earlier mentioned enactments, nevertheless gives them suppletory effect insofar as they are
not inconsistent with its provisions.
[Two of the consolidated cases are discussed below]
G.R. No. 78742: (Association of Small Landowners vs Secretary)
The Association of Small Landowners in the Philippines, Inc. sought exception from the land
distribution scheme provided for in R.A. 6657. The Association is comprised of landowners
of ricelands and cornlands whose landholdings do not exceed 7 hectares. They invoke that
since their landholdings are less than 7 hectares, they should not be forced to distribute
their land to their tenants under R.A. 6657 for they themselves have shown willingness to till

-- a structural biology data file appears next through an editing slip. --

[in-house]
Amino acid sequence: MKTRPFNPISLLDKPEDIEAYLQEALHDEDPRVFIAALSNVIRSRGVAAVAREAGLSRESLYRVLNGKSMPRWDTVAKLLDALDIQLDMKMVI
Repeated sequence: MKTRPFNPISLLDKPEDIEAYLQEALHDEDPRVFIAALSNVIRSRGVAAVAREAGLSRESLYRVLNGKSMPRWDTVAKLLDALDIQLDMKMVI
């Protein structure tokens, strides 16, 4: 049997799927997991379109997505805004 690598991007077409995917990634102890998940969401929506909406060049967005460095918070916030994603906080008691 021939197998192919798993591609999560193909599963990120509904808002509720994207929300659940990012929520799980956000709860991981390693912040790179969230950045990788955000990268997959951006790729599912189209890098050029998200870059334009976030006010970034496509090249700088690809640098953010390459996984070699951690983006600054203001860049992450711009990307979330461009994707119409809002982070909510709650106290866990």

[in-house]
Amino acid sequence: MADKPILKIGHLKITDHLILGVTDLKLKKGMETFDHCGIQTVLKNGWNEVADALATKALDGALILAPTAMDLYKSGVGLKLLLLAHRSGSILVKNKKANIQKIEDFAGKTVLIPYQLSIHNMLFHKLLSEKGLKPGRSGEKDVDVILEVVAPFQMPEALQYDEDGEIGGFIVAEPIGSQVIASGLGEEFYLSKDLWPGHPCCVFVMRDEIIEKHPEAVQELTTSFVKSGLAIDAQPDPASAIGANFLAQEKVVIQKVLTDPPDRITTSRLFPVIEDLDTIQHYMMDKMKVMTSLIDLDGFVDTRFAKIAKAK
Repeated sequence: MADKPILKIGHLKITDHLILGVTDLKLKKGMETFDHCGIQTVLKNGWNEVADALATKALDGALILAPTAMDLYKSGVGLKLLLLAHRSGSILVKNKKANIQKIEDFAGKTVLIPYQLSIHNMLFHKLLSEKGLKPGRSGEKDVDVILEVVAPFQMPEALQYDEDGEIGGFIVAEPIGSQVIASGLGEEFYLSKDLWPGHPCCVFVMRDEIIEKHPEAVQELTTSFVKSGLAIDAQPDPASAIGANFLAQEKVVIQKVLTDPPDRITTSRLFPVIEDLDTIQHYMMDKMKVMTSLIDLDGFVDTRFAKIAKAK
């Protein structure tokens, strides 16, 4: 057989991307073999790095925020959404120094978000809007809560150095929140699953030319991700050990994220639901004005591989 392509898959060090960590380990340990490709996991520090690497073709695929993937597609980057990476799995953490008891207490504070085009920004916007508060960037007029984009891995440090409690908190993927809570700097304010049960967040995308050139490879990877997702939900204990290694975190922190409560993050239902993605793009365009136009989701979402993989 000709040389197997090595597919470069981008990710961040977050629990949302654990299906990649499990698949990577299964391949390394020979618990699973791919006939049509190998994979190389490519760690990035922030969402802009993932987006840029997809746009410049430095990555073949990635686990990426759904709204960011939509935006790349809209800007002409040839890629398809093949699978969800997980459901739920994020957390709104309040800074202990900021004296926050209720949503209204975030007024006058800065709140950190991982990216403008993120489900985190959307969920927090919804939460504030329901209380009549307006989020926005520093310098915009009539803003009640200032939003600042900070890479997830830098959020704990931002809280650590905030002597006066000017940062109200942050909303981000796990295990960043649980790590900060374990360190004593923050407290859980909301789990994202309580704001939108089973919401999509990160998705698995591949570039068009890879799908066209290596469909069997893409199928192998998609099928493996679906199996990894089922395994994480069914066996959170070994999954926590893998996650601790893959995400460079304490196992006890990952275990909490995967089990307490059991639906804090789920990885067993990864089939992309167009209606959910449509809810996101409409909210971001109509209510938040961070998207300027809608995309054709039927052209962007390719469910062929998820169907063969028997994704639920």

their own land. In short, they want to be exempted from agrarian reform program because
they claim to belong to a different class.
G.R. No. 79777: (Manaay vs Juico)

Nicolas Manaay questioned the validity of the agrarian reform laws (PD 27, EO 228, and
229) on the ground that these laws already valuated their lands for the agrarian reform
program and that the specific amount must be determined by the Department of Agrarian
Reform (DAR). Manaay averred that this violated the principle in eminent domain which
provides that only courts can determine just compensation. This, for Manaay, also
violated due process for under the constitution, no property shall be taken for public use
without just compensation.
Manaay also questioned the provision which states that landowners may be paid for their
land in bonds and not necessarily in cash. Manaay averred that just compensation has
always been in the form of money and not in bonds.